The problem as I see it is that someone came up with the concept of equal playing time; then everyone bought into what a great idea it is, but nobody actually thought about how to make it happen. So every youth sports league promises equal playing time without saying how. If you as a parent are looking into a youth league for your child the first question you should ask if the league offers equal playing time is: “How do you ensure equal playing time?” If they do not have a reasonable answer then move on to another program.

Atlanta Youth Lacrosse does not guarantee equal playing time in our recreational lacrosse programs because we would be lying. Instead, we use two key strategies to help increase playing time for all players:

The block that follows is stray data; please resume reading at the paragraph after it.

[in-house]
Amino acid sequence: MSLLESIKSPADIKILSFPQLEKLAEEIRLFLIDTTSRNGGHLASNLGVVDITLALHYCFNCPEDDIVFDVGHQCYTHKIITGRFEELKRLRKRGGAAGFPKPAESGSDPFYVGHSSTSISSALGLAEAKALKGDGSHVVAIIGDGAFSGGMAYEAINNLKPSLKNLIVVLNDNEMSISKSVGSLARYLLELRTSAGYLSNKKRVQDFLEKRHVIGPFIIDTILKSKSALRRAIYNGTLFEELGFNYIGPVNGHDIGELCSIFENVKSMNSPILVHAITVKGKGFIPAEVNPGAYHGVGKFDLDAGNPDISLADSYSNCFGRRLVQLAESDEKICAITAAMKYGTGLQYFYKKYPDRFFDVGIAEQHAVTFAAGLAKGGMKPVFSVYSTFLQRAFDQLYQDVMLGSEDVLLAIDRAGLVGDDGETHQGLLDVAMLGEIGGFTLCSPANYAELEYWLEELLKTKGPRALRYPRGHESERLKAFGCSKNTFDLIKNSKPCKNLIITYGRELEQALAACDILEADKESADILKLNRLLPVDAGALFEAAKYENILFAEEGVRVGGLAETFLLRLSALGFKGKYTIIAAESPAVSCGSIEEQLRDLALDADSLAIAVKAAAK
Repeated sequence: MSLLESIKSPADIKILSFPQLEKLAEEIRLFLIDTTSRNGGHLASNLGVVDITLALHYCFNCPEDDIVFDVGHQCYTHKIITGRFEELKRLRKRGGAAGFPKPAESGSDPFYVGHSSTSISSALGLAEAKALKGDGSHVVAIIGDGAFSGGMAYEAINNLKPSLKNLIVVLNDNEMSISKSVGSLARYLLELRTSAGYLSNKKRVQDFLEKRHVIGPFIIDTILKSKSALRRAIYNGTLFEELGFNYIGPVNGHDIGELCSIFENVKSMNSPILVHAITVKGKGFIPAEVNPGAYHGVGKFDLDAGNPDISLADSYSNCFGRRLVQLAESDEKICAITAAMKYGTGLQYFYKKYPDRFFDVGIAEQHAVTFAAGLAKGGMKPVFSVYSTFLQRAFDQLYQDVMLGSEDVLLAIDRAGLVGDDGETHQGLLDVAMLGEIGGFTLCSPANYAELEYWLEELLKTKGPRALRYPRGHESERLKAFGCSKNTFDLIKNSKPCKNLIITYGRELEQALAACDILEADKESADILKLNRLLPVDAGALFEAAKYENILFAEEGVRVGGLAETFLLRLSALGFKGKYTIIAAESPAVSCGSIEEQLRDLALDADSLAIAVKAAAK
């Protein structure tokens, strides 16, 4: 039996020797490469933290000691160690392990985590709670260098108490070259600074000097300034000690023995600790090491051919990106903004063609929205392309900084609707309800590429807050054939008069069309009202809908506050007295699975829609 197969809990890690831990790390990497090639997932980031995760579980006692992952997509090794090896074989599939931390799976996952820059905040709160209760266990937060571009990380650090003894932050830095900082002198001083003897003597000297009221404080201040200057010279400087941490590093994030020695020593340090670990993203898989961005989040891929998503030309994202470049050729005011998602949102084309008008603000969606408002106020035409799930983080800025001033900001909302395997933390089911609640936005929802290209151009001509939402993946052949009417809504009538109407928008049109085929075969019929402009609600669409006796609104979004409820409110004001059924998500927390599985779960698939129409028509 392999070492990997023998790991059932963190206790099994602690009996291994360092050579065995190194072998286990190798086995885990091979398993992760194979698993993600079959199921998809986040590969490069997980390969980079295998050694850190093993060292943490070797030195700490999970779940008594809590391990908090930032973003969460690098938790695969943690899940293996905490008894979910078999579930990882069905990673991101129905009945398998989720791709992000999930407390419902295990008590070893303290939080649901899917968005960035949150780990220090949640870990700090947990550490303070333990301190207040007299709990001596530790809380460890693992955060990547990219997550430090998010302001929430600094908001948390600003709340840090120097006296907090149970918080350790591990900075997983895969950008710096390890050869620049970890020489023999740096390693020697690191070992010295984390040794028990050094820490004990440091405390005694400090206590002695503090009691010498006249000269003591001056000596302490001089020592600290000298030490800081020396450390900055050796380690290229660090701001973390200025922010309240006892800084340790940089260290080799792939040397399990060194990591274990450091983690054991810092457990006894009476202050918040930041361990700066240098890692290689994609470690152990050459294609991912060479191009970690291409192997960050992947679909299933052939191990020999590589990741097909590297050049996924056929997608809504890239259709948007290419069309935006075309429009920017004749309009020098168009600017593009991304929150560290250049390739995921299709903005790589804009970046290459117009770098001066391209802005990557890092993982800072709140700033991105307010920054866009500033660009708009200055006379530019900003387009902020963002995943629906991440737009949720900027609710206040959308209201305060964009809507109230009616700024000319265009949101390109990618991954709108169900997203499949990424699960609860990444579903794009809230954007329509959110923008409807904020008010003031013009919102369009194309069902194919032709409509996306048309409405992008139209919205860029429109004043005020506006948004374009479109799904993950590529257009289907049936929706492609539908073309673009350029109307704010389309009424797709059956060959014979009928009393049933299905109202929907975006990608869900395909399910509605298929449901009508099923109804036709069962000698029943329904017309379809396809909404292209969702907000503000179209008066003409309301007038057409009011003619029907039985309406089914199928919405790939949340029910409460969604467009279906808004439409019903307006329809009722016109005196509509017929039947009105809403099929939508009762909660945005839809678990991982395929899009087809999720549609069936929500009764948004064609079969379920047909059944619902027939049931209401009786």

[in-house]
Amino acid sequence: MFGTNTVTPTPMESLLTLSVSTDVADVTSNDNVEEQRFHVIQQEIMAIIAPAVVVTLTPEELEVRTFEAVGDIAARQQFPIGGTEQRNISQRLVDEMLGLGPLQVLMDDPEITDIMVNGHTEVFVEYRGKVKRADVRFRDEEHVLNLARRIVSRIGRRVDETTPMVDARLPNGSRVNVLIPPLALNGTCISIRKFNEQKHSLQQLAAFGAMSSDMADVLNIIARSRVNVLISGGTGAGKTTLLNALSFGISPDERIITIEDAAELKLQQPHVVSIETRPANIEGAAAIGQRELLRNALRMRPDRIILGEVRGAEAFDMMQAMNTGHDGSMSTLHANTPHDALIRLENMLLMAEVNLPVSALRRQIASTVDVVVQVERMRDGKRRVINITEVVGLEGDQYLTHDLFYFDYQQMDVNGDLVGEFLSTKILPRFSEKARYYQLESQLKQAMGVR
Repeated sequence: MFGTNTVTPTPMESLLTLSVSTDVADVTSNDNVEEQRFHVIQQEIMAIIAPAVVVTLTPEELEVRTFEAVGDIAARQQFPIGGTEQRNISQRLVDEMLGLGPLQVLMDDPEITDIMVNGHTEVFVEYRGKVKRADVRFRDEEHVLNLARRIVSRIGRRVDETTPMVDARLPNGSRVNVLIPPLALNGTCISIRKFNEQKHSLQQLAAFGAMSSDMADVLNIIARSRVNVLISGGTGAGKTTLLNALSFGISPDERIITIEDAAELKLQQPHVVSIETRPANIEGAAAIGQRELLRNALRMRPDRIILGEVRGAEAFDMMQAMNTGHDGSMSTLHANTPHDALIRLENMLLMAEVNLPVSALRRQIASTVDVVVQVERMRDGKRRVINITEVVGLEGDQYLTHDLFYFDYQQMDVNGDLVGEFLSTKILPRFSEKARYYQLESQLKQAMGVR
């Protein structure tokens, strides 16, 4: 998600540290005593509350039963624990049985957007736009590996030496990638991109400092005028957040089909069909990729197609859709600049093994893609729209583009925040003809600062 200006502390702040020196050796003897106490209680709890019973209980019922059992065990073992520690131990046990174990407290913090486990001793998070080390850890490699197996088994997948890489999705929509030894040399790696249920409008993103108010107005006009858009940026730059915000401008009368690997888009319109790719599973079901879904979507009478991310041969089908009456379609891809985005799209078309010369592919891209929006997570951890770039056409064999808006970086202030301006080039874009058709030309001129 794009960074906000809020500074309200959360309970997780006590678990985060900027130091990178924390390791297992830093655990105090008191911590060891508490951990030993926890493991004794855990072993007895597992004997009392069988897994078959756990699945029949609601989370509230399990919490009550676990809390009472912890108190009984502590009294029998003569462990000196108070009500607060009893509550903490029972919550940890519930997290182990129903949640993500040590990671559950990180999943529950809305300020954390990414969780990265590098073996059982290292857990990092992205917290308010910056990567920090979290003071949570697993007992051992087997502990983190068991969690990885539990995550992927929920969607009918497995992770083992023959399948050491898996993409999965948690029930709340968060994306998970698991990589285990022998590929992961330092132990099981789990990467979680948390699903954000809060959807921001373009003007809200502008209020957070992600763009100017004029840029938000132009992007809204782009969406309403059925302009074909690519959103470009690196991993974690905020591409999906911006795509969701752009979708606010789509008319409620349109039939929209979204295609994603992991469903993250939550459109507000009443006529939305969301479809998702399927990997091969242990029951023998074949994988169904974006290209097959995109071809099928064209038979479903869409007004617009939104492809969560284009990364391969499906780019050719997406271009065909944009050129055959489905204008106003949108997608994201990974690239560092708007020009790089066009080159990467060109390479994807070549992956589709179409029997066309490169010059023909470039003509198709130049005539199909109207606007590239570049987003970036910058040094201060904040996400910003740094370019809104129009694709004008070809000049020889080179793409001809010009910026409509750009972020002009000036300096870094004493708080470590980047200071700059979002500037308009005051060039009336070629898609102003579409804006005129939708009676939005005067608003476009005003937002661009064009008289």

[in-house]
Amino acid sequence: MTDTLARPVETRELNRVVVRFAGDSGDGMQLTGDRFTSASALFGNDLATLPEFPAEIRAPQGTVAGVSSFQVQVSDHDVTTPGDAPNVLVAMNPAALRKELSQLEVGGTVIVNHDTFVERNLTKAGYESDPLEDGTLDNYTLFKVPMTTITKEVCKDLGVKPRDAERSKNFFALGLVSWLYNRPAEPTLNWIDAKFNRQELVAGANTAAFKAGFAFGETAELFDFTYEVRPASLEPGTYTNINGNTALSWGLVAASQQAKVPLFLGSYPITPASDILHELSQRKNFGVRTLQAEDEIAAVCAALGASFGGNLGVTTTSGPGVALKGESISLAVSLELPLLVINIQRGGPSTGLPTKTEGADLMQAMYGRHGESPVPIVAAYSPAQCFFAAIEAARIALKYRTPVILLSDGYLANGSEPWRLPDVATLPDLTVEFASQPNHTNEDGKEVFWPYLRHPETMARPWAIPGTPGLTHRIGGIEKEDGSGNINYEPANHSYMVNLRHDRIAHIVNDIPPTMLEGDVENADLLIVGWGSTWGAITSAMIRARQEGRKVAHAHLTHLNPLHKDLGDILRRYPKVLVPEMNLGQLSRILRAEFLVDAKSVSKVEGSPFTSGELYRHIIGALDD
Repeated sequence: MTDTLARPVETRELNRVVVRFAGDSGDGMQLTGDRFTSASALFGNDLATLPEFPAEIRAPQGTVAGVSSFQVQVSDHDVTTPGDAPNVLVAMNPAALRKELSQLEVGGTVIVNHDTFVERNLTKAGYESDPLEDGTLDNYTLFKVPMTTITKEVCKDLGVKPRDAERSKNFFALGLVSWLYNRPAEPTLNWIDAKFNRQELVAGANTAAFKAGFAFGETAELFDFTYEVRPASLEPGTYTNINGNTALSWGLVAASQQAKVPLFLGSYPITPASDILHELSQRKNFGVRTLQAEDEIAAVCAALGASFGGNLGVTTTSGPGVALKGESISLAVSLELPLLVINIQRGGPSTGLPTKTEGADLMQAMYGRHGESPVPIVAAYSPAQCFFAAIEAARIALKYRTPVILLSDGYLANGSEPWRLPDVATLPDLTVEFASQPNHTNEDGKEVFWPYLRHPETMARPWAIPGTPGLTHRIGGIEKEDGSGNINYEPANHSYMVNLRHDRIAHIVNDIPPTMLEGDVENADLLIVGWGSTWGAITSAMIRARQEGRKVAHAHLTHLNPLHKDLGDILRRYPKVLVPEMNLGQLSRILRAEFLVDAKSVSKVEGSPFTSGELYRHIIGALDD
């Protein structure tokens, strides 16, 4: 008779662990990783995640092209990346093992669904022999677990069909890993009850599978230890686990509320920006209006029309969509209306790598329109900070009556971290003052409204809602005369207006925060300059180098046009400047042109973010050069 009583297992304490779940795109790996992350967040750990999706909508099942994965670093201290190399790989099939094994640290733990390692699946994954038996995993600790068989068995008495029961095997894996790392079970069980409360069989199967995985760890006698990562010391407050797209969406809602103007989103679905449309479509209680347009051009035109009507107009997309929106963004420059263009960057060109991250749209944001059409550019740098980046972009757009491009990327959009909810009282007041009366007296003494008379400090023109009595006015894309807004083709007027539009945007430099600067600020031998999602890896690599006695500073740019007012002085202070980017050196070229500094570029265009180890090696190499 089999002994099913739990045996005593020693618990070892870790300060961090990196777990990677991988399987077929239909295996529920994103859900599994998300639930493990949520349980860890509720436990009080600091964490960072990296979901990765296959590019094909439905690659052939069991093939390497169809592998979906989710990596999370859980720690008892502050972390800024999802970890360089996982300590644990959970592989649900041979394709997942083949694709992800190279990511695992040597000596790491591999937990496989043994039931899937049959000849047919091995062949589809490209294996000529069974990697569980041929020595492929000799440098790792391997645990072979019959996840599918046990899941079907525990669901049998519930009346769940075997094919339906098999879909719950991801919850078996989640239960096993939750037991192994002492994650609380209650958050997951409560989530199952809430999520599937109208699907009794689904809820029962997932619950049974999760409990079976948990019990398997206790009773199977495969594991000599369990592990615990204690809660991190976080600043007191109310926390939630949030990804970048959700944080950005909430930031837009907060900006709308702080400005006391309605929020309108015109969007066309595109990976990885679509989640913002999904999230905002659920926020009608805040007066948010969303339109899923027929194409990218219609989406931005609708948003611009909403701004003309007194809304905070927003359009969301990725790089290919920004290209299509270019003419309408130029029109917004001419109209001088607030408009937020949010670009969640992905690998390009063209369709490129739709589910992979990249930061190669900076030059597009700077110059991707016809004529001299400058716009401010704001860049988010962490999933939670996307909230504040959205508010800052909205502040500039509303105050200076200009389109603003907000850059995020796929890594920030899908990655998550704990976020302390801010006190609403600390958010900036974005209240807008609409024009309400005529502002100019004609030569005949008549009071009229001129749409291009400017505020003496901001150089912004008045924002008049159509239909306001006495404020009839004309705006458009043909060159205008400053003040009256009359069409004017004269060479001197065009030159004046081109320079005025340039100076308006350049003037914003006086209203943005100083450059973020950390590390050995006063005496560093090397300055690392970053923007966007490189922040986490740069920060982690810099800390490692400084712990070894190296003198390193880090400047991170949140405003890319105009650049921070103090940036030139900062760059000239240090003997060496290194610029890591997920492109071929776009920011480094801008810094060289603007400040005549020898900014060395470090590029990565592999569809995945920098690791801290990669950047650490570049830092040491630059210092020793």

1. Small team sizes capped at twenty-two players per team encourages more substitutions as players will get tired. We’ve found that adding players beyond twenty-two significantly decreases playing time for most of a team’s players.
  2. The 24-Hour Rule gives players and parents an opportunity to think through their concern about playing time (or any other concern) and then contact Atlanta Youth Lacrosse. During the next game, our experienced staff watches the team the player is on and prompts the coach to substitute their lines more frequently. We often do this with new coaches who are learning how to substitute players and manage game strategy.

That is how AYL builds more playing time into our games and manages concerns over playing time. The goal is to aim for more playing time, but I believe we need to remove the word equal out of phrase.